I owed a spider a few meals this summer. He or she had spun a remarkable web between glass and screen of a kitchen window. The web had multiple arches and high spans. It was so finely spun it shimmered in the sunlight. The window was a modern kind, with a pane that drops down for easy cleaning on either side. But dropping it down demolished—heavily twisted—the spider’s web. Having done that, I wiped away every trace, with a muttered apology—I had guests on the way. The next week, another lovely web appeared, twin to the first. I left it alone. I noticed that no food had wandered into the trap, and thought, for the first time in my life, that a spider could be wrong about where to spin his web, and could die from the mistake.
Starve. (In my kitchen? Never.) Although I did think twice about it, I destroyed that web, too, again in favor of guests’ good opinion of my shiny windows.
The third web was a frail, limp job, with a kind of half loop wrapping it off at about three-quarters of the window’s width. And still no food had landed.
I researched spider webs and discovered that the silky material is not of unlimited supply. The quality and quantity of silk depends on the condition of the spider. By destroying two webs, I had lessened his chances of building an adequate one. He, of course, had chosen the window or had at least landed there without my help.. He hid, by the way, behind a five-inch metal strip—capturing him and moving him to a better site wasn’t possible.
One morning I saw part of a wheat colored, nearly transparent corpse, and consulted via email an entomologist friend, Tom Sappington (writes wonderful travelogues). He advised me that if the spider had chanced to meet a lady spider in his brief life, he could count himself lucky and his life well spent. Not to worry.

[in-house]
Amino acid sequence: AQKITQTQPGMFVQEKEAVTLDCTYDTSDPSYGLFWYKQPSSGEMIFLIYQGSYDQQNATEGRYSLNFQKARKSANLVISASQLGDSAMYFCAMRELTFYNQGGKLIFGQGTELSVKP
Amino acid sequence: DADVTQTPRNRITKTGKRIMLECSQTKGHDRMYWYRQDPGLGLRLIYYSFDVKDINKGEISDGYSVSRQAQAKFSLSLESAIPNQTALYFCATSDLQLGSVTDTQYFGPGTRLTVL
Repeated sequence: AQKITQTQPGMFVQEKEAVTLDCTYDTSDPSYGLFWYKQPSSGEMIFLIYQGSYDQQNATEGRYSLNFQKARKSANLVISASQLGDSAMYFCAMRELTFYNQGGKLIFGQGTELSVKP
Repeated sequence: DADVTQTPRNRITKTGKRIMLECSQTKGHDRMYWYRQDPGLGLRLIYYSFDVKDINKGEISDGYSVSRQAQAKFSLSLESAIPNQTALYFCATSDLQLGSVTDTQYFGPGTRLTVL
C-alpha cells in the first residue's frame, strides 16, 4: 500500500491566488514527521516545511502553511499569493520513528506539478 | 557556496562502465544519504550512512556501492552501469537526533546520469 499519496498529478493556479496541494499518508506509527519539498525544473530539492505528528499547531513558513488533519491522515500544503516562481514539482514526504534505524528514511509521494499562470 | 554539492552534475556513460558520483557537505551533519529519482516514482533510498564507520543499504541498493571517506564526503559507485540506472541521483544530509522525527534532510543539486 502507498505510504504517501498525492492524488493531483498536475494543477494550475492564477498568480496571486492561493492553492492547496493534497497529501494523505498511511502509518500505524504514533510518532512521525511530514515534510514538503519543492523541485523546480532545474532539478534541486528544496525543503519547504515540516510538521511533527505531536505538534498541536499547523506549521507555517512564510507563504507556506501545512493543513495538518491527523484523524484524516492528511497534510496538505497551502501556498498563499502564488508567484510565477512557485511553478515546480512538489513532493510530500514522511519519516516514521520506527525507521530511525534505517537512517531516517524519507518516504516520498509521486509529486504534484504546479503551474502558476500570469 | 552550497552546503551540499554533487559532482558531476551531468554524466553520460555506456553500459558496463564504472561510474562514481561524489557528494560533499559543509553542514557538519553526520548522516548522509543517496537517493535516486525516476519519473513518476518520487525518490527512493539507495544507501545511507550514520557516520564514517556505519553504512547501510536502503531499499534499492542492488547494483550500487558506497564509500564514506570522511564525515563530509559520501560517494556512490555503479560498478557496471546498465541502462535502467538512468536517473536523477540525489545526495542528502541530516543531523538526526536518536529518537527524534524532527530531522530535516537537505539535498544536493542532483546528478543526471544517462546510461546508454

The spider hadn’t met anything in my window.
Then, another morning, there he was, poised at the edge of his last bridge, ready to pounce. He hadn’t died. He had shed. I was relieved, but now the problem had resurfaced. He was ready to starve a while longer. It was then October, a cold spell. The pet shop in our small town sold crickets, but crickets truly are good luck, and those particular crickets looked big enough to take down a spider. I found a kind of lady bug and managed, with folded paper and a thin net, to lower the bug into the web.
Belatedly, I read about lady bugs. They kill spiders. Either the spider killed the bug or the bug escaped. So: I stunned a fly one day, caught moths on two days, reasoning that their season had ended anyhow. Presumably, the spider did his part while I wasn’t looking—there were little traces of the insects having been taken away.
The temperature has been in single digits and will soon be in minus digits. I don’t know how to warm a spider. A friend asked me if I had read Charlotte’s Web. Of course. But some spiders, my research says, can live three years—given good conditions.